"Most of the power was for cooling and inefficiencies, with no focus on clean power," recalled Noteboom, a speaker at the recent EmTech conference at MIT. The cost to cool -- calculated as the percentage of server power required to cool the plants -- ran between 35% and 55%.

Yahoo decided it could do better building its own centers. Noteboom is now on his fifth generation of data centers.

"Every single project has been a new generation design," he said.

A building that used to take a year to build now takes six months. Much of the facility is pre-engineered. Yahoo's strategy today is to build in "tier two" markets, scouting the globe for places where the weather is better and power is cleaner and cheaper.

Evaporative cooling technology has done away with refrigerants. At Yahoo's latest center in upstate New York, the entire building functions as an air handler, taking advantage of the winds off the lake to eliminate chiller plants in the data center. The average cost to cool for Yahoo centers is now 1%. -- L.T.

Internet service provider Savvis Inc. espouses the same view. The company is building its cloud computing infrastructure for business continuity to be a DR substitute, "for pennies on the dollar," said David Shacochis, vice president, research and development.

Logistics: Distancing the technology from the business operations

Despite the fact that IT now has cloud computing and storage area networks and communications systems that can plug in anywhere, many companies still insist on putting the technology under the same roof as the business. But that, too, is beginning to change, Berman said.

A few years ago, he was consulting with a big financial institution that complained of frequent outages in critical servers. The company housed the data center with the business operations, "because the operations felt they had to touch the technology." It turned out that when members of the nightly cleaning crew mopped the floors, they were short circuiting the servers.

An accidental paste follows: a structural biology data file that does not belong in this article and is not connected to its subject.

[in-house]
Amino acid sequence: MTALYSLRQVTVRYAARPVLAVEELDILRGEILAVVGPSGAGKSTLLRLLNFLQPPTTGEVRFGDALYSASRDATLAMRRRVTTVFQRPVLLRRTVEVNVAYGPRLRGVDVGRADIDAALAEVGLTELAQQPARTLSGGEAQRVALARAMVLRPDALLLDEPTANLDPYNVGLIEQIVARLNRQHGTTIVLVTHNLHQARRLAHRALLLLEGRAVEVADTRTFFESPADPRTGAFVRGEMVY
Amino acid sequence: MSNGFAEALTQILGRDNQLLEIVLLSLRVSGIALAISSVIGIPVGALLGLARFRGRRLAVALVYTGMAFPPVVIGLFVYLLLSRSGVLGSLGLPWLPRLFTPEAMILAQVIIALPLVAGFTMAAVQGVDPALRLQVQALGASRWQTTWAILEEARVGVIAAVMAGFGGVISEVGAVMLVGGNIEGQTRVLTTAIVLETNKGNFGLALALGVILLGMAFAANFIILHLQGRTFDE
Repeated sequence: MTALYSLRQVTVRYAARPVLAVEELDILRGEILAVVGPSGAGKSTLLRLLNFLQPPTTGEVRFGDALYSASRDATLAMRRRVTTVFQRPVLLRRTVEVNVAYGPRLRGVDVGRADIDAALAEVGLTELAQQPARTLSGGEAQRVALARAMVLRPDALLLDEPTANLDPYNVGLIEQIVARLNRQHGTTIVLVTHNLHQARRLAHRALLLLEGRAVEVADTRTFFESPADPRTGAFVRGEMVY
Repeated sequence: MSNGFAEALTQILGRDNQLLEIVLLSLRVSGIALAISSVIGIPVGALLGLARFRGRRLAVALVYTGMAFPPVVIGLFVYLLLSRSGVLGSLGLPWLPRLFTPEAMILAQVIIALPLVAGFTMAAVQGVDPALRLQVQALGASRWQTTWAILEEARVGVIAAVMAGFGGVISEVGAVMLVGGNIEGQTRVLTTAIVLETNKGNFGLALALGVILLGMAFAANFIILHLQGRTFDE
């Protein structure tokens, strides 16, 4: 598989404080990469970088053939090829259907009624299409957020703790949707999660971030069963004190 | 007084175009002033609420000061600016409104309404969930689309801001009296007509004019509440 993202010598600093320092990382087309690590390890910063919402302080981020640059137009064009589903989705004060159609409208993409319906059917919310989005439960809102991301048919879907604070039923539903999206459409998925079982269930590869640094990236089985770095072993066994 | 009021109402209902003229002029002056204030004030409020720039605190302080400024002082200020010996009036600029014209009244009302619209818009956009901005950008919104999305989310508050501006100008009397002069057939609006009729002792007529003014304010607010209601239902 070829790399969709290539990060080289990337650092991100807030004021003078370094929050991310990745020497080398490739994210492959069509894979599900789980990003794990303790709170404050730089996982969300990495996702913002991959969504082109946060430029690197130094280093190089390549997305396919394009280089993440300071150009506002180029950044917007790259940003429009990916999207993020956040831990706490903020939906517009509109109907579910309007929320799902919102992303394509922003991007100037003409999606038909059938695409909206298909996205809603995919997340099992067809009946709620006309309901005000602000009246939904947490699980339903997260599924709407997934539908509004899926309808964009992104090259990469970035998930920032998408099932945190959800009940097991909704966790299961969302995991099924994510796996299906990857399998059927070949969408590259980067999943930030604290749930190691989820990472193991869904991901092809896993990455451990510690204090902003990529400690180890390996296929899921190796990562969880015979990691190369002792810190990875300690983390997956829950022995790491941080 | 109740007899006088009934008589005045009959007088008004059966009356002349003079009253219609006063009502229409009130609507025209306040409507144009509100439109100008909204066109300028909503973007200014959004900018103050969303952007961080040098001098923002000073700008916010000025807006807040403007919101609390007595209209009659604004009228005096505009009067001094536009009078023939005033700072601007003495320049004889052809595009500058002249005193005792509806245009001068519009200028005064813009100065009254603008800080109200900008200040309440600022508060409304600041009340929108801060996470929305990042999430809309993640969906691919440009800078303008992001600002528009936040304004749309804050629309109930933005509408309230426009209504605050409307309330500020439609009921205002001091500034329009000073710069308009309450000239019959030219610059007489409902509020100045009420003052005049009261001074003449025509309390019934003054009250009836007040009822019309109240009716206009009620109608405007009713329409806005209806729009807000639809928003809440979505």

Berman said the notion of physically distancing the servers and data center technology from business operations is an offshoot of the British "triangulation" method that basically advocates taking the technology that runs one building's operations and putting it in a different building. "People are getting smarter about not putting everything at risk at the same time," Berman said.

Yahoo rethinks business continuity

Yahoo has spent the past four years reinventing its business continuity and disaster recovery strategy as it built new data centers. In its newest data centers, Yahoo is eliminating uninterruptible power supplies (UPS) and backup generators by ensuring that every data center can stand in for any other.

When the lights go out at Yahoo's new upstate New York center, another facility resumes the work, said Scott Noteboom, director of data center operations at Sunnyvale, Calif.-based Yahoo. The result is high-performance geographic replication of functions.

"The redundancy is now between markets in a country, not in the data center itself," said Noteboom, who was recruited by Yahoo from the colocation industry to head up the company's new data center strategy and talked about it at the recent EmTech conference (see sidebar).

Yahoo's motivation for eliminating the UPSes and generators was to cut the power losses that come with this gear. The move has reduced energy losses due to power transmission in the data center by half, from 38% to 19%. And that leaves some serious money to plow back into backup and replication between the data centers.

Mark Schlack also contributed to this article. Let us know what you think about the story; email: Linda Tucci, executive editor.